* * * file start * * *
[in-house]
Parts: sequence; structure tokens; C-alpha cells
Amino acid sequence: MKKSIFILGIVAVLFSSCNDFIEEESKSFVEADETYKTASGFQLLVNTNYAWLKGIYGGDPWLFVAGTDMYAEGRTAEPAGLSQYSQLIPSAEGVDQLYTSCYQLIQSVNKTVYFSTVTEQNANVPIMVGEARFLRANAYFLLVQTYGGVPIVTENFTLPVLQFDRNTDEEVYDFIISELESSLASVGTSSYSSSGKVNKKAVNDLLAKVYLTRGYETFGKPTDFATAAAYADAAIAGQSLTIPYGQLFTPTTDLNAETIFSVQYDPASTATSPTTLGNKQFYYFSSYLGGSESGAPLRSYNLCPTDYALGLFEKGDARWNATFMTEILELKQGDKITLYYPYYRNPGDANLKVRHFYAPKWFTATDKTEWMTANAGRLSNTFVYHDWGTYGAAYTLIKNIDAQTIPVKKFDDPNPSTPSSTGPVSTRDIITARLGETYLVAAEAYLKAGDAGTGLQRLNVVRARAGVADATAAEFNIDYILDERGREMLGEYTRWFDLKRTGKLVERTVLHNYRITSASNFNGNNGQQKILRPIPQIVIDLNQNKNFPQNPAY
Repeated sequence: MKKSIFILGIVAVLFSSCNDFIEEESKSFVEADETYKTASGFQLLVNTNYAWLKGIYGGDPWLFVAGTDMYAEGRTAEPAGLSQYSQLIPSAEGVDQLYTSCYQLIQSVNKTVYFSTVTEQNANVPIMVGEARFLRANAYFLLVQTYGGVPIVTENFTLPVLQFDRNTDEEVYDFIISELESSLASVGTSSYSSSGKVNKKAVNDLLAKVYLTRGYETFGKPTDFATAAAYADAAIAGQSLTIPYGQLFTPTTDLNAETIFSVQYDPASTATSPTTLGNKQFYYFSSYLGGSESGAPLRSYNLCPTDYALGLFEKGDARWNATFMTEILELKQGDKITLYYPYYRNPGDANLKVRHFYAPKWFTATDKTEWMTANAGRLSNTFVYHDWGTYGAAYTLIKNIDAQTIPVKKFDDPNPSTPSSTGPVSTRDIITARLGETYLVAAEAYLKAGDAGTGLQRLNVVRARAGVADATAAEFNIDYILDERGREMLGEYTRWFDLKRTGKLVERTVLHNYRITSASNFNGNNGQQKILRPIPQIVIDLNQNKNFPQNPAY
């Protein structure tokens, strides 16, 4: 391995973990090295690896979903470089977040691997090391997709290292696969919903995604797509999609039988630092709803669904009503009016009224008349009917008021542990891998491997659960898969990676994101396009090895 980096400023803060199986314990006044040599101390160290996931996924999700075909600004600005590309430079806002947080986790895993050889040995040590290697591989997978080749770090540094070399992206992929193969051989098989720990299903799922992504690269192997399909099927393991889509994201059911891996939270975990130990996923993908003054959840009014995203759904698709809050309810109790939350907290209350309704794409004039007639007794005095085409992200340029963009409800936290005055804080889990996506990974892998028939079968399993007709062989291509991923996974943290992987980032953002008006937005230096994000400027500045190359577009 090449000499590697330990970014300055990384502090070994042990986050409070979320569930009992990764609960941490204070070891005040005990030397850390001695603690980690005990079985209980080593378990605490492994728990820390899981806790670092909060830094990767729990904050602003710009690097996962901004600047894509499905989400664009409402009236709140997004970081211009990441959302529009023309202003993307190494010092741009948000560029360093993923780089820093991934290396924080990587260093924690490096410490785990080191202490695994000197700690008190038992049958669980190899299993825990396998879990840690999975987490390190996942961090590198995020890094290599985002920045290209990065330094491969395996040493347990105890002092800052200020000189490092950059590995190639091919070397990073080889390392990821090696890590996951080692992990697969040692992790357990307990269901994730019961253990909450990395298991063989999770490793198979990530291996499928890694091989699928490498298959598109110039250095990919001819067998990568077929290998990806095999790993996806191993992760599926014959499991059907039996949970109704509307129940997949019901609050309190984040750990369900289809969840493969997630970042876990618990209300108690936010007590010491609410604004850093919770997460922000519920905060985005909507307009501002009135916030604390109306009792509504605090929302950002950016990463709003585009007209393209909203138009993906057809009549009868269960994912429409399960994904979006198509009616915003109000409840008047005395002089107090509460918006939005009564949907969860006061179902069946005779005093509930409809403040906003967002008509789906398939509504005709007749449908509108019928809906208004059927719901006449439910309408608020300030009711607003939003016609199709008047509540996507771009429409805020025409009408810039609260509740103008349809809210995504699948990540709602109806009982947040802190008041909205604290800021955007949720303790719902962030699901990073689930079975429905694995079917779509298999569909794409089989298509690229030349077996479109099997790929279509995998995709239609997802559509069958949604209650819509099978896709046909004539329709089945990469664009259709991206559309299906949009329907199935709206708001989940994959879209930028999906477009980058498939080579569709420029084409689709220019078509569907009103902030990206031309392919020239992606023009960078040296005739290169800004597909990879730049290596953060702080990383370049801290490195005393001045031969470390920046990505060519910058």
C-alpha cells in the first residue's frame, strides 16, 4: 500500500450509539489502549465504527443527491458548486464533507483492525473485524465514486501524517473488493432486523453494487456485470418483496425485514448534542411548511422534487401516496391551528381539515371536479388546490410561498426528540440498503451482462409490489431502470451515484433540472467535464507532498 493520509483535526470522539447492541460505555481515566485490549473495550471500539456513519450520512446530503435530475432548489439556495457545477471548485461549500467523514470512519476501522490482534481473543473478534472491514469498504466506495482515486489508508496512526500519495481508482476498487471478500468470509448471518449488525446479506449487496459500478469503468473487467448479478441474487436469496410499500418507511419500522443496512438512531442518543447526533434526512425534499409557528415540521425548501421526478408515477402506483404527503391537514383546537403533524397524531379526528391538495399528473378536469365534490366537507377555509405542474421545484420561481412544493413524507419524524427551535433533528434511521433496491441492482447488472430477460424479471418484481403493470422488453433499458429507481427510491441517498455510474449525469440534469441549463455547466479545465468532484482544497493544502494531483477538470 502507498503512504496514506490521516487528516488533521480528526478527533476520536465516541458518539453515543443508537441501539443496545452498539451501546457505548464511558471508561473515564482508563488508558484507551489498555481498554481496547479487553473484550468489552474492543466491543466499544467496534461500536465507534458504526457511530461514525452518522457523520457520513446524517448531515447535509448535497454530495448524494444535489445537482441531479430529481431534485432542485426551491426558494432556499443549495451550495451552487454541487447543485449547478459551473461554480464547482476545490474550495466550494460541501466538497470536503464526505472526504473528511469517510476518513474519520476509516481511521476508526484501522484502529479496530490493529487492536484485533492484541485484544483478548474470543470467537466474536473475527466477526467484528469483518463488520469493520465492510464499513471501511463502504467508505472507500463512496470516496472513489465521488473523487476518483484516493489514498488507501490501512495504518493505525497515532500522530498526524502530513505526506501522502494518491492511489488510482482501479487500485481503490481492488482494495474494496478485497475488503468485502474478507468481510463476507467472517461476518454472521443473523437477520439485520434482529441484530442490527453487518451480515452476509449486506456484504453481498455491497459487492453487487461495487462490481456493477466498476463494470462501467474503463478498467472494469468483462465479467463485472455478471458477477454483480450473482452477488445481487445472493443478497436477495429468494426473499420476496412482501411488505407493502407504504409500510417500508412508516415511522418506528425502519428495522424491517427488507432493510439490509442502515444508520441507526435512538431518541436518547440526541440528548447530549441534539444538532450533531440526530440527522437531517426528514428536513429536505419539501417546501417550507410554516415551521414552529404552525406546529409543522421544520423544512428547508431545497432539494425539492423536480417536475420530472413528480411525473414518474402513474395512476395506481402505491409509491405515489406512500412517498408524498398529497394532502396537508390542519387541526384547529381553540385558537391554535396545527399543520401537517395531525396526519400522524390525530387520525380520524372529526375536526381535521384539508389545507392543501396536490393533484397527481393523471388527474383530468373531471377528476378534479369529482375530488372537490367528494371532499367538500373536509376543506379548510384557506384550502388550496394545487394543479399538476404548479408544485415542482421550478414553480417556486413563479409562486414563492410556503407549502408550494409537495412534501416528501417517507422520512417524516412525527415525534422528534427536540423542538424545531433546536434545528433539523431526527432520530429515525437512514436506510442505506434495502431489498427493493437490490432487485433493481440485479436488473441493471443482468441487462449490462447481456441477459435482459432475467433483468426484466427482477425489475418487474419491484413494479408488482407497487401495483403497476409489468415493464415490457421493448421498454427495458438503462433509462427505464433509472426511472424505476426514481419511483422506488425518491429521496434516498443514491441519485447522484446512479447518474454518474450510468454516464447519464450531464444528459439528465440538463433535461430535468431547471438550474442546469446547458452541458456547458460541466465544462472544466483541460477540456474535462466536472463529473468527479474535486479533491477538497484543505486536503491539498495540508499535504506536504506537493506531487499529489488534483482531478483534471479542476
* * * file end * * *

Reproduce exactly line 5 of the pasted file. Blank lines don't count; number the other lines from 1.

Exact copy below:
């Protein structure tokens, strides 16, 4: 391995973990090295690896979903470089977040691997090391997709290292696969919903995604797509999609039988630092709803669904009503009016009224008349009917008021542990891998491997659960898969990676994101396009090895 980096400023803060199986314990006044040599101390160290996931996924999700075909600004600005590309430079806002947080986790895993050889040995040590290697591989997978080749770090540094070399992206992929193969051989098989720990299903799922992504690269192997399909099927393991889509994201059911891996939270975990130990996923993908003054959840009014995203759904698709809050309810109790939350907290209350309704794409004039007639007794005095085409992200340029963009409800936290005055804080889990996506990974892998028939079968399993007709062989291509991923996974943290992987980032953002008006937005230096994000400027500045190359577009 090449000499590697330990970014300055990384502090070994042990986050409070979320569930009992990764609960941490204070070891005040005990030397850390001695603690980690005990079985209980080593378990605490492994728990820390899981806790670092909060830094990767729990904050602003710009690097996962901004600047894509499905989400664009409402009236709140997004970081211009990441959302529009023309202003993307190494010092741009948000560029360093993923780089820093991934290396924080990587260093924690490096410490785990080191202490695994000197700690008190038992049958669980190899299993825990396998879990840690999975987490390190996942961090590198995020890094290599985002920045290209990065330094491969395996040493347990105890002092800052200020000189490092950059590995190639091919070397990073080889390392990821090696890590996951080692992990697969040692992790357990307990269901994730019961253990909450990395298991063989999770490793198979990530291996499928890694091989699928490498298959598109110039250095990919001819067998990568077929290998990806095999790993996806191993992760599926014959499991059907039996949970109704509307129940997949019901609050309190984040750990369900289809969840493969997630970042876990618990209300108690936010007590010491609410604004850093919770997460922000519920905060985005909507307009501002009135916030604390109306009792509504605090929302950002950016990463709003585009007209393209909203138009993906057809009549009868269960994912429409399960994904979006198509009616915003109000409840008047005395002089107090509460918006939005009564949907969860006061179902069946005779005093509930409809403040906003967002008509789906398939509504005709007749449908509108019928809906208004059927719901006449439910309408608020300030009711607003939003016609199709008047509540996507771009429409805020025409009408810039609260509740103008349809809210995504699948990540709602109806009982947040802190008041909205604290800021955007949720303790719902962030699901990073689930079975429905694995079917779509298999569909794409089989298509690229030349077996479109099997790929279509995998995709239609997802559509069958949604209650819509099978896709046909004539329709089945990469664009259709991206559309299906949009329907199935709206708001989940994959879209930028999906477009980058498939080579569709420029084409689709220019078509569907009103902030990206031309392919020239992606023009960078040296005739290169800004597909990879730049290596953060702080990383370049801290490195005393001045031969470390920046990505060519910058």